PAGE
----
There is an old trick called the “bait and switch”.
You think you are getting one deal but then the other person switches the terms and you find yourself in another situation entirely.
A number of women born in the 1950s are now finding themselves in this situation, owing to the equalisation of state pensions which is required under European Union law.
It’s not that I disagree with equalisation, but it’s totally unfair to tell people they will earn their pension under certain conditions and then, late in the game, to alter them to something quite different.
Recently in the House of Commons, I brought this up with the pensions minister and I was glad to see that my criticisms made the national newspapers.
Here in Lincolnshire, a widow came to see me who had paid into the state earnings-related pension scheme all her working life, but has no occupational pension.
She may end up worse off to the extent of £55,000. The Government should look into further concessions, such as transitional payments or even a cap, to make sure that women who have worked hard are rewarded for their efforts.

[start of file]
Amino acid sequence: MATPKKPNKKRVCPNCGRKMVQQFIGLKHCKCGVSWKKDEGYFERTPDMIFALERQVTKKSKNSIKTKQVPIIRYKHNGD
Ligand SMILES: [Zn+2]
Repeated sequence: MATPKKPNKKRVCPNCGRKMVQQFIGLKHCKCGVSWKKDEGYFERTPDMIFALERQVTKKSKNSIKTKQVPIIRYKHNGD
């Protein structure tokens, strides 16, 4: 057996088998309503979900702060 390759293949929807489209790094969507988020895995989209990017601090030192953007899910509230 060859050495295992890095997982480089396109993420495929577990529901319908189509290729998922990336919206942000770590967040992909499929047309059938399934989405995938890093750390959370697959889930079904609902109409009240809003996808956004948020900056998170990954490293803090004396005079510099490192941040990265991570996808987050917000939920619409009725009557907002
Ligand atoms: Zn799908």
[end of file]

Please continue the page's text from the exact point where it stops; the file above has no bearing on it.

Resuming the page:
What many of us are pressing the Government especially hard for is for the front bench to look again at their proposals for the local government finance settlement.
This is the specific amount of taxpayers’ money that central government dishes out to local authorities, and this year’s has ruffled a lot of feathers, my own included.
We all accept that we need to make cuts across the board – this much is not in dispute.
But when it comes to cuts to local government, these should be broadly equal on a per person basis.
Instead, in this current settlement, we see great disparities in the level of reduction different councils and authorities are expected to make.
The government-funded spending power of West Lindsey District Council was £76 per head in 2015/16.
The bureaucrats in Whitehall are proposing that this is cut to £52 for 2019-20 – a reduction of 31.1 per cent.
Meanwhile, if we look at Wolverhampton, an urban authority with similar responsibilities, we see that its council will only face a cut of 18.6 per cent.
Hard-working taxpayers who live in rural areas are effectively subsidising those in urban areas, while city dwellers are facing less severe reductions in their government grant.
This is unacceptable to begin with, but isn’t made any better when you consider that people in our part of the country tend to have earnings that aren’t as high as those in cities.
So we’re pressing hard working people for more money while providing worse services and sending money to the towns and cities.
When this Government has managed to get so many things right – giving us a referendum on Europe for example – it only makes it more glaring to see an example like this when they have plainly got it wrong.
Sir Edward Leigh MP